Growth & Jobs | Fashion runway stationary - Lack of skill; harsh business climate stifling growth of apparel sector
A paucity of skill and expertise, in addition to a harsh business climate, are factors that at least two players in the fashion industry believe are stifling growth and sustainability within the clothing arena.
In an interview with The Gleaner, Dexter Huxtable, menswear designer and owner of Spokes Apparel, noted that there is huge potential for fashion to contribute greatly to Jamaica's economy but indicated that more citizens need to be sensitised about the importance of productivity.
"Fashion, as I always say, will always be growing and revolutionising a certain kind of way. There are certain trends that you will see change over the years, and so, yes, there is an improvement where that is concerned. Considering social media with all the platforms, that makes it good as well, but manufacturing and producing items have been a drag," he said.
"The demand (local customised clothing) far exceeds what we are putting out. Through high or slow times, we are always busy. People want unique stuff; men still want to express themselves in an individual kind of way. Therefore, more attention is needed in the manufacturing sector of Jamaica. I can tell you unequivocally that money is in the fashion industry. If you can produce and turn out quality, people will patronise you."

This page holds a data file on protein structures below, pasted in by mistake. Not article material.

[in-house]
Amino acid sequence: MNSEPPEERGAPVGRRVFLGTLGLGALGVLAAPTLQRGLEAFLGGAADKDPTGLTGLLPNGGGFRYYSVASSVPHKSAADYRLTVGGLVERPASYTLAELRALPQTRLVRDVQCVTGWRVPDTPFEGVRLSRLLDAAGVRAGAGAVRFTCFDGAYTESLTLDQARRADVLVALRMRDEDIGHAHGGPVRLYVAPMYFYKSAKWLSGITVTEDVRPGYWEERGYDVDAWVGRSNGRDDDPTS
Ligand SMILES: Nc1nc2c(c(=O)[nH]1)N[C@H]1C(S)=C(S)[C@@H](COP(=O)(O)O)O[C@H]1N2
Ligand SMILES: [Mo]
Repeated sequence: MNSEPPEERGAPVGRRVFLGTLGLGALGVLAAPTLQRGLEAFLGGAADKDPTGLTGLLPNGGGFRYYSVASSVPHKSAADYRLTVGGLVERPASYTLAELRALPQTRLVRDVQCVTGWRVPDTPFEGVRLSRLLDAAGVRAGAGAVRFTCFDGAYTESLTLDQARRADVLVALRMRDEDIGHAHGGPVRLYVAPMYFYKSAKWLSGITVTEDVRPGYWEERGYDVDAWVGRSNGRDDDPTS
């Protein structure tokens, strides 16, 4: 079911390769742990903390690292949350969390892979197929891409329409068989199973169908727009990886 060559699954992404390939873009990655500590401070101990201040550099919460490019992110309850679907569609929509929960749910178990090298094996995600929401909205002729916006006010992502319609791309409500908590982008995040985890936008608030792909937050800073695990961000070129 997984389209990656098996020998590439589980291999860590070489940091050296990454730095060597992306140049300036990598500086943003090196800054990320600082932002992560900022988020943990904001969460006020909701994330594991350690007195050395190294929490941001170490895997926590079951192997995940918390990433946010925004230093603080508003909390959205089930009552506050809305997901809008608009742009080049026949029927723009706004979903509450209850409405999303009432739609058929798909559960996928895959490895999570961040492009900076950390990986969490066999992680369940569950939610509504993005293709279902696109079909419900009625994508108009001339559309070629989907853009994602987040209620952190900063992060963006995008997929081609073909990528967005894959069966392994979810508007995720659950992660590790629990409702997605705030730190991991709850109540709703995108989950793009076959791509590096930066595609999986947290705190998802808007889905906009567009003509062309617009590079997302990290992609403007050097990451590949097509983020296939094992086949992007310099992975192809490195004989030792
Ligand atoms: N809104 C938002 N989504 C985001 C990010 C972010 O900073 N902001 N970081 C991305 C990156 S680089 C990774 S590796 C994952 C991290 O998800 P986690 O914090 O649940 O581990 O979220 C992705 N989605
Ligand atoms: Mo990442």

The limited avenues to find skilled workers, however, have compounded the issue for Huxtable.
"I have been seeking for people to work along with me, both trainees and people who have some expertise, and it's the hardest thing. It is extremely, extremely hard. This week, I had people calling in and when I ask 'What do you do?', they will say, 'I can clip thread', 'I can do quality control', and that is as far as you get. Nobody is able to tell you that they can put bits and pieces together, and that, to me, is disheartening," he said.
For Venal Milligen, co-owner of Di Trends, a retail clothing store, a lot is needed to help especially small businesses, as the constant slide in the dollar has made it difficult for businesses to sustainably contribute to the economy.
Ja can become fashion hub of Caribbean but ...
"We have our own style as Jamaicans, and we have the potential to become a fashion hub for the Caribbean, but the Government needs to give more support in creating the environment, because funny enough, people are interested in buying local stuff," said Venal Milligen, co-owner of Di Trends.
"The dollar (sliding) is huge problem. We have to pay more to clear the stuff, we have to pay more to buy the ticket (plane), we have to pay more to ship, but we have to hold on to the prices because we will lose our customers. For us, that has been a struggle."
The era of heightened online shopping has also forced retailers and designers to double their efforts to beat the competition.
"When I check the data of Jamaicans shopping online, it's like 70 per cent, because it's cheaper. So, how can the local industry grow?" Milligen asked.
"People tell you straight up, that they can't afford to buy clothes in Jamaica, and the truth is that it is much cheaper to go online, so that's where people are going."